Gene G. Hunder, MD, professor emeritus of the Mayo Clinic in Rochester, Minn., has also shared a lifelong interest in the vasculidities. “The vascular inflammatory diseases were always thought to be uncommon, and studies on them languished,” he notes. Dr. Bacon’s work in developing a disease activity index contributed to advances in treatments, since the indices made possible the comparison of outcomes using common criteria.
What had originally sparked Dr. Bacon’s interest in developing a vasculitis index was not just the number of cases he and his recruits saw in their clinics. Discussion with his nephrology colleagues, who were also seeing disease, made him question their assumption that the kidney was the most important organ to assess. He and Raashid Luqmani, DM, a consultant rheumatologist at the University of Oxford in Oxford, U.K., and another leading figure in vasculitis research, compared disease severity in patients presenting with airways vasculitis with a group presenting with renal vasculitis, and found that the morbidity and mortality were similar. After those findings, he and Dr. Luqmani assembled a study group and persuaded the nephrologists to collaborate to develop a disease activity index that scores organ involvement in a total of 10 categories.
First published in 1994, the BVAS attracted the attention of European researchers, who were looking for an index to measure disease activity in order to compare outcomes in clinical vasculitis trials.1 Although he characterized the initial creation of BVAS, in concert with nephrologists, as “one of the most difficult things I’ve ever done,” Dr. Bacon was also challenged by the European Vasculitis Study Group to refine and improve the definitions to better serve the group and its studies. Further work by his colleagues in Paris (including Dr. Guillevin) showed that using the BVAS to assess patients at presentation could also predict prognosis and mortality.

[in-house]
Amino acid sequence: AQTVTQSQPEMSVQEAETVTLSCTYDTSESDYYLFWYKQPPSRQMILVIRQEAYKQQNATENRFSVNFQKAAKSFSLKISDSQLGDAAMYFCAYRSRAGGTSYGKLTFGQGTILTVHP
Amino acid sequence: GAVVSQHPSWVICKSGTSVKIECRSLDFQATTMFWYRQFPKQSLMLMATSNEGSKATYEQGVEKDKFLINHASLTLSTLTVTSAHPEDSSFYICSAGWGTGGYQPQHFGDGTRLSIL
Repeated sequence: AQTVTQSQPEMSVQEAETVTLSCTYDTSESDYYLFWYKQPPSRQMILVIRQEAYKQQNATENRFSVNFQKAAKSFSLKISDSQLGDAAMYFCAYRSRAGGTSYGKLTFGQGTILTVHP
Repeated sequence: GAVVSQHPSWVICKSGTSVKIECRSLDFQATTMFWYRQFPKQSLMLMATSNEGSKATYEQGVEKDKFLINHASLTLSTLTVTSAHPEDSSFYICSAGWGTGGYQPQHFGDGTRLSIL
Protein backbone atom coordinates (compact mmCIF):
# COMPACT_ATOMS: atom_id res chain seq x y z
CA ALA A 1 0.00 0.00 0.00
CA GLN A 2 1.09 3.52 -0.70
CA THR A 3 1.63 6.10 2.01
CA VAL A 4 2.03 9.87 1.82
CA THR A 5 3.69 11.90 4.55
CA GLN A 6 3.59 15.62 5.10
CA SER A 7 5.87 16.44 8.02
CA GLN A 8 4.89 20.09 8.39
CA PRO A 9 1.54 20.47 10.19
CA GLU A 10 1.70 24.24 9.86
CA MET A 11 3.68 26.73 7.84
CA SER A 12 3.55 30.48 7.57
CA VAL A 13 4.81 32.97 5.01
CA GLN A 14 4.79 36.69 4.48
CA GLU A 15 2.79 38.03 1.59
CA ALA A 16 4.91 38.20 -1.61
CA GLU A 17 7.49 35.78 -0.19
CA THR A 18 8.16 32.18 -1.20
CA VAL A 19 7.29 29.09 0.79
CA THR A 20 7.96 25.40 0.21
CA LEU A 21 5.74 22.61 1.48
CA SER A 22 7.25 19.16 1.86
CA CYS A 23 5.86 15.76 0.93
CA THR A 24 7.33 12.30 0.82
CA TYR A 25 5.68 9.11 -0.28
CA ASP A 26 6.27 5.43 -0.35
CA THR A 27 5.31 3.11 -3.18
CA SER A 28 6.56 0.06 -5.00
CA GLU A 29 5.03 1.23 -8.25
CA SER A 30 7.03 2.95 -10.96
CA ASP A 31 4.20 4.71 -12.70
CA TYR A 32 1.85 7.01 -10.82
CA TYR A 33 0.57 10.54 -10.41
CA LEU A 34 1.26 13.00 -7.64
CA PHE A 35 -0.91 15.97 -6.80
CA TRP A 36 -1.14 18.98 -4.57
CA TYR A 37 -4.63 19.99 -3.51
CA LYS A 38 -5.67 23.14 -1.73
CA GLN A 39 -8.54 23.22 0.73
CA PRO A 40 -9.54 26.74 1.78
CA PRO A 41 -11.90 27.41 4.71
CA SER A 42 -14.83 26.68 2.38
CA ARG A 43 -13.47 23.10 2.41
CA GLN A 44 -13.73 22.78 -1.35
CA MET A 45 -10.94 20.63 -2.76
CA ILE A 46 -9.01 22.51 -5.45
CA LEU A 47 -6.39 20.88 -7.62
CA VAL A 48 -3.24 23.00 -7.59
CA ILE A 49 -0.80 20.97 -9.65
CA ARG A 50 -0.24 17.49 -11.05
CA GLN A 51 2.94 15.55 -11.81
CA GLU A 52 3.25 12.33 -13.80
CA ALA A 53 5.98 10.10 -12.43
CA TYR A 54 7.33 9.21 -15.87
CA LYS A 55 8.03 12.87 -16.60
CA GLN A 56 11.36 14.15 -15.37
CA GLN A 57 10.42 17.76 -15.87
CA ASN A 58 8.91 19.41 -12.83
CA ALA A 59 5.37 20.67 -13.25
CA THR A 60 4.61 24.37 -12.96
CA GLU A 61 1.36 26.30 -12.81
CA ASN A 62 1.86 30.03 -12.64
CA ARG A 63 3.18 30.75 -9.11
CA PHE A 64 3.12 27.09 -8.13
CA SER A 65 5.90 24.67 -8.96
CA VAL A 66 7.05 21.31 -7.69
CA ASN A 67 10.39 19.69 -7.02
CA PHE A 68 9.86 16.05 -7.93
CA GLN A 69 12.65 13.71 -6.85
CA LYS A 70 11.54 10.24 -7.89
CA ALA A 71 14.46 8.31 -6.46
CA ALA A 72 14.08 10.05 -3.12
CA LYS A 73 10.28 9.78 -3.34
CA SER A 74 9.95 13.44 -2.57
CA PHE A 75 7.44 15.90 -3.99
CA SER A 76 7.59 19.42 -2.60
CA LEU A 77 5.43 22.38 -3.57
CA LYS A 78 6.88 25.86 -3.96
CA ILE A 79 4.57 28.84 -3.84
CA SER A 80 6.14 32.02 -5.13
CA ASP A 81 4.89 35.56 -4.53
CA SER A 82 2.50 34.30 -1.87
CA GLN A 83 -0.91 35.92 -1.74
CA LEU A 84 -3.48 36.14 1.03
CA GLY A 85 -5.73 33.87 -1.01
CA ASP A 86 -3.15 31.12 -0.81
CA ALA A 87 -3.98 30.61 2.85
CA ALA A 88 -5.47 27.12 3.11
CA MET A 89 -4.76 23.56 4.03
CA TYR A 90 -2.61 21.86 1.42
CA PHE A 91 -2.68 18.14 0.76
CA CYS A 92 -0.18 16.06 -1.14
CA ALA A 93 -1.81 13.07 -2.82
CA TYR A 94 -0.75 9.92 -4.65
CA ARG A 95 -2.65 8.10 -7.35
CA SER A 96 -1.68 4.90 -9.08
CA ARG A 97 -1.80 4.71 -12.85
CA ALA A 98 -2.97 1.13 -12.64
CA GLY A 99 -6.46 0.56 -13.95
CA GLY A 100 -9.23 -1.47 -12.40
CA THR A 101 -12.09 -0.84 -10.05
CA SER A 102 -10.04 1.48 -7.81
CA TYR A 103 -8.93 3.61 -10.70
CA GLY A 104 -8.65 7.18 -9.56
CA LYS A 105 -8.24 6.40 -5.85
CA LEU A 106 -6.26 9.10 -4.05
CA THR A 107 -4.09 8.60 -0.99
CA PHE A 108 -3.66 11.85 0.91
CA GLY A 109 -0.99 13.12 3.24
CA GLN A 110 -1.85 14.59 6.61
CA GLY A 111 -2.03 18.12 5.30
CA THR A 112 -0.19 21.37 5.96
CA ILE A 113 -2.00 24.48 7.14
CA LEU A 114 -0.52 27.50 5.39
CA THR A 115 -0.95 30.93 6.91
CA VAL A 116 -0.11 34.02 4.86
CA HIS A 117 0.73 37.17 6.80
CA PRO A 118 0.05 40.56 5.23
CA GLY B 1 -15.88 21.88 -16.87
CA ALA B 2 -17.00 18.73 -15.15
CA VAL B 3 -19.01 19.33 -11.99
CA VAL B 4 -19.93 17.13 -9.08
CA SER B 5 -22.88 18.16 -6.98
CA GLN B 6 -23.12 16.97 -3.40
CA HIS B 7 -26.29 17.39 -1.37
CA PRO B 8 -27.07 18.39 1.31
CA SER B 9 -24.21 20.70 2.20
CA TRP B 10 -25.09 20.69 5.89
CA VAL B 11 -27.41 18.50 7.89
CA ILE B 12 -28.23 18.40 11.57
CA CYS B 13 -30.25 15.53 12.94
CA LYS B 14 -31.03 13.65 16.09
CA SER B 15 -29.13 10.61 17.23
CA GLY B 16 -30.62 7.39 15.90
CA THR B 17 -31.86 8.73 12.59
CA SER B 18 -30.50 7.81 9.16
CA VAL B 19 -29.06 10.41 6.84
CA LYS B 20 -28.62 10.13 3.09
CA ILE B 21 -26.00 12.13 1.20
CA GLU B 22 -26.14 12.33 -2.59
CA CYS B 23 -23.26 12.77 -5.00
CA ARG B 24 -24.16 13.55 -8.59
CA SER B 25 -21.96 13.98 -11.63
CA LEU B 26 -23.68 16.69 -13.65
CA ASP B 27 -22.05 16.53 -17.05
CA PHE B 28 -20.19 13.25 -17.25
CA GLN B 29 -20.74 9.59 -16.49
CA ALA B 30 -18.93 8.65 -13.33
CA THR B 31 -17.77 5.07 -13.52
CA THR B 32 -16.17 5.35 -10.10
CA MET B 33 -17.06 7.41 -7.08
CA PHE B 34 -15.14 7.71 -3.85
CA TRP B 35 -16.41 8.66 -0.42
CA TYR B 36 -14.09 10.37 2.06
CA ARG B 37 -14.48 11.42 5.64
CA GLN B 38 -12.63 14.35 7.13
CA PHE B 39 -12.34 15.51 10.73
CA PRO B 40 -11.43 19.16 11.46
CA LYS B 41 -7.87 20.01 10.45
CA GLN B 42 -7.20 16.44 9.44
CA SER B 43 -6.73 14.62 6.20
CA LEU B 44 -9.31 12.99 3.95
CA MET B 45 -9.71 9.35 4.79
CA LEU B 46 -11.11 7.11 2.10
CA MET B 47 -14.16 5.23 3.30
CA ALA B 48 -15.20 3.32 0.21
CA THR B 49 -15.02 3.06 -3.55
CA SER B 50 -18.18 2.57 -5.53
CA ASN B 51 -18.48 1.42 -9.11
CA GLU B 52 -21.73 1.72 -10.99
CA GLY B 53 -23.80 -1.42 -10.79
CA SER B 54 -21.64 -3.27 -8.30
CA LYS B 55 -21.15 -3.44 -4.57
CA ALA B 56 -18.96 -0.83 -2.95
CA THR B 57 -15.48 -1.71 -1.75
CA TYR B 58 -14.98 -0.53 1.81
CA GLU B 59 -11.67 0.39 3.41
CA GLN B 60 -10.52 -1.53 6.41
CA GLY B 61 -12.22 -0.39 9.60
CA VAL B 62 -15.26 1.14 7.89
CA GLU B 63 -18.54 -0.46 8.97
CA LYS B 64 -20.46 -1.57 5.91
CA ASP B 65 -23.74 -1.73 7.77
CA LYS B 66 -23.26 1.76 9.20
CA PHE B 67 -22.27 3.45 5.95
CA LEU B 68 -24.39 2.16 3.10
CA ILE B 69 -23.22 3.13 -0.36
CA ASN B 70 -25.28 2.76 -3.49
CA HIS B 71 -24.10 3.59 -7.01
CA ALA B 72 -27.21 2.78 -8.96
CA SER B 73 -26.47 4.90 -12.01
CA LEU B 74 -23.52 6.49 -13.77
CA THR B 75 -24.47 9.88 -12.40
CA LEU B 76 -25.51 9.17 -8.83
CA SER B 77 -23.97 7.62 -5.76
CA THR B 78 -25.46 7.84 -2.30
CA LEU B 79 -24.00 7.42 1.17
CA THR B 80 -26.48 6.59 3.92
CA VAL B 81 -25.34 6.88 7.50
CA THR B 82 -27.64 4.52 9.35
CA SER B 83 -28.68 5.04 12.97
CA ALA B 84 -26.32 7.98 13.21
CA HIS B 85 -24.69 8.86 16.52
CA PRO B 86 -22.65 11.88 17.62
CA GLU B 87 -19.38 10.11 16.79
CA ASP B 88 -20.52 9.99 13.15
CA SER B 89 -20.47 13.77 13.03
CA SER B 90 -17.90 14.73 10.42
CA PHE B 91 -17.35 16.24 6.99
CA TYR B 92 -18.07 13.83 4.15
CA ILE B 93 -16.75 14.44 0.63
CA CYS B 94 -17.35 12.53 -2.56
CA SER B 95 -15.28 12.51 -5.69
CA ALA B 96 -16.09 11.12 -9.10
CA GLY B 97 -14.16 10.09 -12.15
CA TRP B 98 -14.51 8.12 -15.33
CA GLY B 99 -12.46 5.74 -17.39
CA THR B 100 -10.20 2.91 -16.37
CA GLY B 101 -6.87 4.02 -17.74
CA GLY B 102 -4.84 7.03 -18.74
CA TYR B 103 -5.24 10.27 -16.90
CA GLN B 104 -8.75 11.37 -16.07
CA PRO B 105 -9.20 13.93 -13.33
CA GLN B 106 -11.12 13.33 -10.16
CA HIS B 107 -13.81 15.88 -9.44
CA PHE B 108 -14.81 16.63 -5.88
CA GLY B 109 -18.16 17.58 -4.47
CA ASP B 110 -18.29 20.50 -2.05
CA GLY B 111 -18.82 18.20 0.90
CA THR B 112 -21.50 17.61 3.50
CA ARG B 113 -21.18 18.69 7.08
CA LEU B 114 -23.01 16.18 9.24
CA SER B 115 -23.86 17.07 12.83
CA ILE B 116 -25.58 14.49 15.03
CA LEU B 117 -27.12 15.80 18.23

“In this phase of the ‘third wave,’ Dr. Bacon, together with Raashid Luqmani, was very productive,” says Dr. Gross. “Dr. Bacon is a very impressive person. Always, in discussion, he was a really keen thinker and he made very clear statements.”
Dr. Guillevin agrees, saying “[Dr. Bacon] is a very good chairman because his questions are very useful and stimulating. He was also one of the first people to think of [the association] of arteriosclerosis in vasculitis. He is like a machine, making new projects and new ideas all the time.”
1966–Becomes research fellow and registrar at Kennedy Institute of Rheumatology